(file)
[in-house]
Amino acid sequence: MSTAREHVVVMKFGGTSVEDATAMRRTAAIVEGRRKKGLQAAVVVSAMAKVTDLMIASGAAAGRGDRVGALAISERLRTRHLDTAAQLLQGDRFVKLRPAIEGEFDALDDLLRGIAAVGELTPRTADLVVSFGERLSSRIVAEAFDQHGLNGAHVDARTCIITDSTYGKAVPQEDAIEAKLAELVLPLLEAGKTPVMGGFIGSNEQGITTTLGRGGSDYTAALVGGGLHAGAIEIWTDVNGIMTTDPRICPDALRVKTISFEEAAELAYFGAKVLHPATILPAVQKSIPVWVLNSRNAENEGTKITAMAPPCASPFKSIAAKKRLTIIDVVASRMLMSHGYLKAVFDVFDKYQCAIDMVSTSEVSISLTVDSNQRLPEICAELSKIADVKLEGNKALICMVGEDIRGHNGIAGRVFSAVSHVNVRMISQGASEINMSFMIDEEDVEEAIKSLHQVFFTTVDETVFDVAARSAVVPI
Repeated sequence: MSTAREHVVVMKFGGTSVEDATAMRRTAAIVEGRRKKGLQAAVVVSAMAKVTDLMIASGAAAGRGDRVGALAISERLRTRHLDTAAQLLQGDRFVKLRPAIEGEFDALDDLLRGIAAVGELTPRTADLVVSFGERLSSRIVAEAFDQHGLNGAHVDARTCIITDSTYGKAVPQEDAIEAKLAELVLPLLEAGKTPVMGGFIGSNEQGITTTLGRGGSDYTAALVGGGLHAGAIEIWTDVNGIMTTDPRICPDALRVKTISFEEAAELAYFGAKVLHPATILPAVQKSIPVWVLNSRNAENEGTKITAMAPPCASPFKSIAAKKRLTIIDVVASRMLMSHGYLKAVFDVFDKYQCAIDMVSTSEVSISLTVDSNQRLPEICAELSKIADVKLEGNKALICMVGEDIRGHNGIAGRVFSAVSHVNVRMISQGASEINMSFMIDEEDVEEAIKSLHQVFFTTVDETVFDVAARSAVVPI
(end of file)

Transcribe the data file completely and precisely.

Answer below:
[in-house]
Amino acid sequence: MSTAREHVVVMKFGGTSVEDATAMRRTAAIVEGRRKKGLQAAVVVSAMAKVTDLMIASGAAAGRGDRVGALAISERLRTRHLDTAAQLLQGDRFVKLRPAIEGEFDALDDLLRGIAAVGELTPRTADLVVSFGERLSSRIVAEAFDQHGLNGAHVDARTCIITDSTYGKAVPQEDAIEAKLAELVLPLLEAGKTPVMGGFIGSNEQGITTTLGRGGSDYTAALVGGGLHAGAIEIWTDVNGIMTTDPRICPDALRVKTISFEEAAELAYFGAKVLHPATILPAVQKSIPVWVLNSRNAENEGTKITAMAPPCASPFKSIAAKKRLTIIDVVASRMLMSHGYLKAVFDVFDKYQCAIDMVSTSEVSISLTVDSNQRLPEICAELSKIADVKLEGNKALICMVGEDIRGHNGIAGRVFSAVSHVNVRMISQGASEINMSFMIDEEDVEEAIKSLHQVFFTTVDETVFDVAARSAVVPI
Repeated sequence: MSTAREHVVVMKFGGTSVEDATAMRRTAAIVEGRRKKGLQAAVVVSAMAKVTDLMIASGAAAGRGDRVGALAISERLRTRHLDTAAQLLQGDRFVKLRPAIEGEFDALDDLLRGIAAVGELTPRTADLVVSFGERLSSRIVAEAFDQHGLNGAHVDARTCIITDSTYGKAVPQEDAIEAKLAELVLPLLEAGKTPVMGGFIGSNEQGITTTLGRGGSDYTAALVGGGLHAGAIEIWTDVNGIMTTDPRICPDALRVKTISFEEAAELAYFGAKVLHPATILPAVQKSIPVWVLNSRNAENEGTKITAMAPPCASPFKSIAAKKRLTIIDVVASRMLMSHGYLKAVFDVFDKYQCAIDMVSTSEVSISLTVDSNQRLPEICAELSKIADVKLEGNKALICMVGEDIRGHNGIAGRVFSAVSHVNVRMISQGASEINMSFMIDEEDVEEAIKSLHQVFFTTVDETVFDVAARSAVVPI